As an example, imagine that your AGI is $60,000 and you decide to save 10% in a retirement account and 5% in taxable savings. That translates to saving $6,000 in retirement accounts and $3,000 in taxable savings. Your company offers a dollar-for- dollar match on the first 2% of your salary, so you decide to save $1,200 in your 401(k) first in order to get a $1,200 match from your employer. After this, you decide to fund your Roth IRA before investing more in your company’s 401(k) or IRA. Since Roth IRA limits are $5,000 per individual, this finishes off the remaining $4,800 for savings in retirement accounts.

The remaining $3,000 earmarked for taxable savings we recommend saving in monthly installments of $250 each month. Since finding the money to fund your Roth IRA at the end of the year is sometimes difficult, we recommend saving toward funding your Roth IRA each month by adding that amount to your taxable savings. In our example, we would save $7,800 a year in $650 monthly installments and transfer $4,800 into our Roth IRA at the end of the year.

Our example assumes that you need to build up your taxable savings. It might be better for you to fully fund your Roth IRA and your Spouse’s Roth IRA instead. Also, depending on your specific needs, you may need to save more than $9,000 a year in order to catch up and meet your retirement needs.

Next, to help you save, automate your savings. Automating your contribution to an employer-defined contribution plan is easy. Automating a taxable savings plan is just as easy. Most brokers offer an automatic money link between your investment account and your checking account. They also offer a monthly automatic transfer between the two accounts.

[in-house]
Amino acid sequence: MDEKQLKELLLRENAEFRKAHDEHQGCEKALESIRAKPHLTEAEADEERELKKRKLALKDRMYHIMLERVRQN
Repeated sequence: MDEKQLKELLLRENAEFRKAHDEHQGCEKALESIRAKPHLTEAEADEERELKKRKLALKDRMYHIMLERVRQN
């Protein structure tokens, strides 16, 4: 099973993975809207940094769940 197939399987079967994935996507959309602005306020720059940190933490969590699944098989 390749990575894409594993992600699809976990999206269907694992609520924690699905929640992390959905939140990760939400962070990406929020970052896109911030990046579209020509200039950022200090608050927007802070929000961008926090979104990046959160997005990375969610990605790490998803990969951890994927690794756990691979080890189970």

If your paycheck is deposited on the first day of the month, ask your broker to transfer money (in this case, $650) from your checking account into your investment account on the second day of the month.

From there, automate your investing. If $650 is being deposited into your brokerage account each month, designate an asset allocation that purchases $100 or more of five or six funds. Again, most brokerage firms make this process easy to set up and easy to change.

Once a year rebalance your portfolio. I recommend doing this some time half way through the year after your June 30th statement.

You can get much more sophisticated than this, but set your sights on getting the benefit of saving and investing with a minimal amount of work. After all, the whole point is that you haven’t been saving and investing because it is too much work. New Year’s resolutions, if they are to be kept, should be simple and specific.

A fee-only financial planner can also help. They can act as a personal financial coach, offering suggestions, sharing ideas, and keeping you on track to reach your financial goals. Call the National Association of Personal Financial Advisors (NAPFA) at 1-888-FEE-ONLY (1-888-333-6659) to get a list of members in your area or visit their website at

Photo by Megan Marotta

Follow David John Marotta:

President, CFP®, AIF®, AAMS®

David John Marotta is the Founder and President of Marotta Wealth Management. He played for the State Department chess team at age 11, graduated from Stanford, taught Computer and Information Science, and still loves math and strategy games. In addition to his financial writing, David is a co-author of The Haunting of Bob Cratchit.